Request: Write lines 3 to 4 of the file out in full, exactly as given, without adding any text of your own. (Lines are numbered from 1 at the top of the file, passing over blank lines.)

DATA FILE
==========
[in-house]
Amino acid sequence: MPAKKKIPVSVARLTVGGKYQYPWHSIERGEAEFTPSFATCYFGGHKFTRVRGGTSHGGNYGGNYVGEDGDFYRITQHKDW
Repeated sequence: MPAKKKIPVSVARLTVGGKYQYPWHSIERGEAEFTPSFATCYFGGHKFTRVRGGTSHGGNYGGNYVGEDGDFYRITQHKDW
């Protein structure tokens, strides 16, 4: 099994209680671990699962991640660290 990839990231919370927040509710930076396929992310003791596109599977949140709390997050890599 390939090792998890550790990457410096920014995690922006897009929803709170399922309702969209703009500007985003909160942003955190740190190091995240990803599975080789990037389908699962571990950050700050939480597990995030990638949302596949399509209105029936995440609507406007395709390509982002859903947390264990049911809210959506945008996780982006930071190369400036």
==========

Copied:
Repeated sequence: MPAKKKIPVSVARLTVGGKYQYPWHSIERGEAEFTPSFATCYFGGHKFTRVRGGTSHGGNYGGNYVGEDGDFYRITQHKDW
């Protein structure tokens, strides 16, 4: 099994209680671990699962991640660290 990839990231919370927040509710930076396929992310003791596109599977949140709390997050890599 390939090792998890550790990457410096920014995690922006897009929803709170399922309702969209703009500007985003909160942003955190740190190091995240990803599975080789990037389908699962571990950050700050939480597990995030990638949302596949399509209105029936995440609507406007395709390509982002859903947390264990049911809210959506945008996780982006930071190369400036």